Stephan grew up in Tulbagh valley. Growing up he was always interested in the alchemic nature of fermentation. He would make ginger beer at home and sell it to staff of the surrounding wineries during harvest times. De Beer soon realised he wanted to immerse himself in the science and art of winemaking. To this end he achieved a degree in BSc. Agric in Oenology and Viticulture at the University of Stellenbosch in 2006.
From the very beginning it was the bubbles that fascinated him, and De Beer was determined to carve out a career as a Cap Classique specialist. In 2008 he became the assistant winemaker for Vintage-only Krone Cap Classique and in 2014 he rose to the head winemaker position.
Cap Classique is an exiting category, which is also by its very nature surrounded by fun events and celebrations. The quality of the wines is also world class. I’ve been lucky enough to visit to the Champagne region three times. A major highlight was tasting Dom Perignon vintage champagnes in the very house where he lived, to see where he first discovered that he accidently made a wine with bubbles, and to see where he was laid to rest… It still gives me goosebumps when I think back to that moment. These trips have really contributed a lot to my understanding and knowledge in creating Krone Cap Classique.
I started my Cap Classique journey at Twee Jonge Gezellen in 2008 and I’ve never looked back. At that time, I had no experience in making Cap Classique, but I was eager to learn. I fell in love with the method of doing a second fermentation in the bottle. I also loved the blending process as well as making the yeast mother culture that is needed for the second fermentation. After my first harvest and first bottling I decided that I wanted to make Cap Classique “forever”. I am now fortunate to make vintage-only Cap Classique for Krone as head winemaker, doing what I love. We are currently working on a terroir specific Cap Classique that is very interesting, and I can’t wait to release it.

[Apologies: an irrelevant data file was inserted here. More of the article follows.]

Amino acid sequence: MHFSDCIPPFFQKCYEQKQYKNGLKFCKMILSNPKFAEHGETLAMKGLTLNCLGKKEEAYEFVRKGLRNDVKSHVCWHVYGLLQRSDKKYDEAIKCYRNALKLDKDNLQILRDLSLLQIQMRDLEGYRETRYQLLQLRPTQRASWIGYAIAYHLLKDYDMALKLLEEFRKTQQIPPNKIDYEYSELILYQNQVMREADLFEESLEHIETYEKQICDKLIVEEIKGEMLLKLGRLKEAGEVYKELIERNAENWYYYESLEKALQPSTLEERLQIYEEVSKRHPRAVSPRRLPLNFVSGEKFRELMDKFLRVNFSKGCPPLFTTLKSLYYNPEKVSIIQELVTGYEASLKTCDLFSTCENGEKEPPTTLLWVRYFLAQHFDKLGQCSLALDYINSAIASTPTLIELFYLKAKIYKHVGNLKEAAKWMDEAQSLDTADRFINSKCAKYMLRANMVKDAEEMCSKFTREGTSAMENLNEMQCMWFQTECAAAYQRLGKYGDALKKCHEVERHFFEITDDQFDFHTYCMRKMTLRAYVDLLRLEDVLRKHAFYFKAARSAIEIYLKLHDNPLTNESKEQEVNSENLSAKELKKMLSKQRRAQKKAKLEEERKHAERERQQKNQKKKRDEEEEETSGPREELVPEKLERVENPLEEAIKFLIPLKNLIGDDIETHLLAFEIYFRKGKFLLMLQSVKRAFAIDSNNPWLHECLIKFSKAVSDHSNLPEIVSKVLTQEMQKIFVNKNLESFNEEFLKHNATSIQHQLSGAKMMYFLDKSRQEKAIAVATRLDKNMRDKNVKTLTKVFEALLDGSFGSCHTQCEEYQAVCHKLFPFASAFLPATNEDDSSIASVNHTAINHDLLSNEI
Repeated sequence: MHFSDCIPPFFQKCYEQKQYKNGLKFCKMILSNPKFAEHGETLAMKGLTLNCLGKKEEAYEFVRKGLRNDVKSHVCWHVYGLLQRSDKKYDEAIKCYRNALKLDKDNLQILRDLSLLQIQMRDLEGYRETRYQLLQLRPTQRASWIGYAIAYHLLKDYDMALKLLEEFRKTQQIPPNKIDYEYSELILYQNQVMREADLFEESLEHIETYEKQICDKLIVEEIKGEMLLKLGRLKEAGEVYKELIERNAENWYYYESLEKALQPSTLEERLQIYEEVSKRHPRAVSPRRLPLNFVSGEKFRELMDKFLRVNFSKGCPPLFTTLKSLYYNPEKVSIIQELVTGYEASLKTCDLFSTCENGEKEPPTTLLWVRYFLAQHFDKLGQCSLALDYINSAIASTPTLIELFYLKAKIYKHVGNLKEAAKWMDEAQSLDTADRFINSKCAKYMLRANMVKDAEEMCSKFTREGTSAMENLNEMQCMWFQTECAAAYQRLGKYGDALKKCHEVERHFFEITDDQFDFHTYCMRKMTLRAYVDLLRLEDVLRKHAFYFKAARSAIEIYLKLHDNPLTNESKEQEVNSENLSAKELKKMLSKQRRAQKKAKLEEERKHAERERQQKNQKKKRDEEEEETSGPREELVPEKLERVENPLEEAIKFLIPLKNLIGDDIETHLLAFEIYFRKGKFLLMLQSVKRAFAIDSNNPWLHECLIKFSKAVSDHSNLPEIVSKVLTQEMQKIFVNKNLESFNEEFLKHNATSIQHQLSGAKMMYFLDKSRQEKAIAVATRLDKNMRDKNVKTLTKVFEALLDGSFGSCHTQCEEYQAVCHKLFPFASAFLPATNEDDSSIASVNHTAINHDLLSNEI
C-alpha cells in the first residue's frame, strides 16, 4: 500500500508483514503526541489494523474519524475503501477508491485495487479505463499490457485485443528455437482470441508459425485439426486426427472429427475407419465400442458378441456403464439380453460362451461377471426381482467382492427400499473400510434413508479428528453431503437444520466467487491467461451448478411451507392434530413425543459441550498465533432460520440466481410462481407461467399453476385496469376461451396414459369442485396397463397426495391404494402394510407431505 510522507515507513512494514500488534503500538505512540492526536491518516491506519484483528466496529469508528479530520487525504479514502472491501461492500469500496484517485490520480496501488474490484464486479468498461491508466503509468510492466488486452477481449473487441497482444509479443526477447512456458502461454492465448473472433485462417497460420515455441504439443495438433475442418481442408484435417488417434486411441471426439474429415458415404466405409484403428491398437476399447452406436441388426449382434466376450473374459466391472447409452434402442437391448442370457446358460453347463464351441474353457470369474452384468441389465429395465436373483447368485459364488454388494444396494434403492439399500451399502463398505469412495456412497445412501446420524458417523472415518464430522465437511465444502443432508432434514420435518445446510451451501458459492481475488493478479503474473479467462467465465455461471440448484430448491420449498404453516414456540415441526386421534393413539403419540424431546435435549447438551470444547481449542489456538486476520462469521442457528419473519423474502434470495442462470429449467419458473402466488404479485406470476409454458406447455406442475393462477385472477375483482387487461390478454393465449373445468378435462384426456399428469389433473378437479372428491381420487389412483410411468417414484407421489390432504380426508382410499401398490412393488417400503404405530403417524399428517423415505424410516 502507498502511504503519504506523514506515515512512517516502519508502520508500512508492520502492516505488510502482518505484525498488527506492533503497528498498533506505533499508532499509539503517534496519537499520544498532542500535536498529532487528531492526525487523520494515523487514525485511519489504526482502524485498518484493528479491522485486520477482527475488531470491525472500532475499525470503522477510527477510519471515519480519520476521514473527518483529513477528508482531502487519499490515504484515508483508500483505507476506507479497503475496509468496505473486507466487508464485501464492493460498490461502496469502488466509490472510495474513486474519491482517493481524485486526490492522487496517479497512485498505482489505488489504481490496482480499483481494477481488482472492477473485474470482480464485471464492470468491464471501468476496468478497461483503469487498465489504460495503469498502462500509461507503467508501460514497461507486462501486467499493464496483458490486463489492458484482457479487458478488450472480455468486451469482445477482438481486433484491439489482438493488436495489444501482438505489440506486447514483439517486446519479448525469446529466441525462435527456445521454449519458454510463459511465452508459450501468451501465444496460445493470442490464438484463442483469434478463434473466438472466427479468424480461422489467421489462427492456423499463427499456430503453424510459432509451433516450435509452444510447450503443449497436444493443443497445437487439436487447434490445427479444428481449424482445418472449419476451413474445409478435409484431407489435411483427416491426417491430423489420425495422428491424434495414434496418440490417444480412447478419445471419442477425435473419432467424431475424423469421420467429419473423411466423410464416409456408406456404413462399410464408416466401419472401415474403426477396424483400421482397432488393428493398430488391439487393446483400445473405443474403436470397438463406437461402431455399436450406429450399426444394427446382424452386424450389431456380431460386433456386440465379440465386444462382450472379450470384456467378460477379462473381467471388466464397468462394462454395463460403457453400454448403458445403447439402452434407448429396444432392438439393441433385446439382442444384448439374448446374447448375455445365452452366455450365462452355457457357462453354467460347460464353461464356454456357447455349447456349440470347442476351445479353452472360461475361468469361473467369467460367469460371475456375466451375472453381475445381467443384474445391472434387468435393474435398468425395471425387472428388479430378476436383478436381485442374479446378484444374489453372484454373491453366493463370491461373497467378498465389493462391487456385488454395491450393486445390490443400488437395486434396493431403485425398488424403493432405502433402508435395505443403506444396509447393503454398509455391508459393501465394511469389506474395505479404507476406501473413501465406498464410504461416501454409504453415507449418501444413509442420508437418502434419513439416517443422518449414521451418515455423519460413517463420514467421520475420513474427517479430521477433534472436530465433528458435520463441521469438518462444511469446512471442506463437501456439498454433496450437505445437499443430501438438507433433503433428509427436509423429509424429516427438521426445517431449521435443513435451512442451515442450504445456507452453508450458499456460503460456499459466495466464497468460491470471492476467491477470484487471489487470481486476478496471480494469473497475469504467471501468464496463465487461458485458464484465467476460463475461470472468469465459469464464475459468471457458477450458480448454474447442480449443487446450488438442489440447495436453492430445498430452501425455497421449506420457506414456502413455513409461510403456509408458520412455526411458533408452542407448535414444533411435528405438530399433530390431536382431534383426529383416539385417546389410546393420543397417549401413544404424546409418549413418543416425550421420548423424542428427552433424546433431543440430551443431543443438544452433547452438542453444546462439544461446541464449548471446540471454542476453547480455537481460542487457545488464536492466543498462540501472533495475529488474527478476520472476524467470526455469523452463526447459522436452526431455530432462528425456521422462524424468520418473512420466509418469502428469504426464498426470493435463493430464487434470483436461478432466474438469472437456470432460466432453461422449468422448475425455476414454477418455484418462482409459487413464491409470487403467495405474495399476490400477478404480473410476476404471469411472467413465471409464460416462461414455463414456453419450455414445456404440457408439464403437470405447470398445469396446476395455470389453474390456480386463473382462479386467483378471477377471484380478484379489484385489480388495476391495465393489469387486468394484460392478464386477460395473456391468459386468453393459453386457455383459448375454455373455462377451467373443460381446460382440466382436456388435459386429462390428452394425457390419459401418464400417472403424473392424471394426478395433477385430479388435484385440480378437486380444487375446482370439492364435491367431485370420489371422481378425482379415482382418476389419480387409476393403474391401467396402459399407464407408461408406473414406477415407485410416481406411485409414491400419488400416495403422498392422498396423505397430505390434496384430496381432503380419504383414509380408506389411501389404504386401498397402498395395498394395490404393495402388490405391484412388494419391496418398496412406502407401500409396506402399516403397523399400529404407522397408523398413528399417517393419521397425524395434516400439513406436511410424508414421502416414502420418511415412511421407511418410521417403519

Every moment here in the cellar is a top moment but if I have to pick it would be whenever we have an event because we really go all out to host an unforgettable experience for our guests.
Twee Jonge Gezellen is situated just below the Saronsberg mountain, which delivers plenty of water for our vines – helpful in very dry years like the 2017 and 2018 vintages. We have very rocky soils with a deep clay bed, which is perfect for growing both chardonnay and pinot noir, the two main cultivars in Krone Cap Classique. Because we are surrounded by mountains we have hot days, which is good for vine growth, but we also have nice cool nights in summer, which helps the vines to retain the fresh, high acidity levels, which is important in Cap Classique production.
We don’t blend different vintages together. We rather let each vintage tell a story; rather than to blend the differences away, whether it is a dry, hot year or a cold, wet year. We still stick to our style of Cap Classique, but each vintage is unique in its own way and we like to let each vintage speak for itself.
A limited edition collection offering three vintages to illustrate how each vintage is different. It is a very good example of how each year will change the wine slightly and how that specific vintage performed. In this instalment we are showcasing the 2017, 2018 and the 2019 vintages, which are all unique in their own way.
The creation of the bubble inside each bottle is fascinating. The second fermentation process is responsible for the creation of the bubble but there are a lot of other factors at play to create the perfect bubble and for me this is where the magic happens.
I would have to say Krone Kaaimansgat Blanc de Blancs 2016: it is looking extremely good after five years on the lees and is a great example of what the Kaaimansgat terroir has to offer.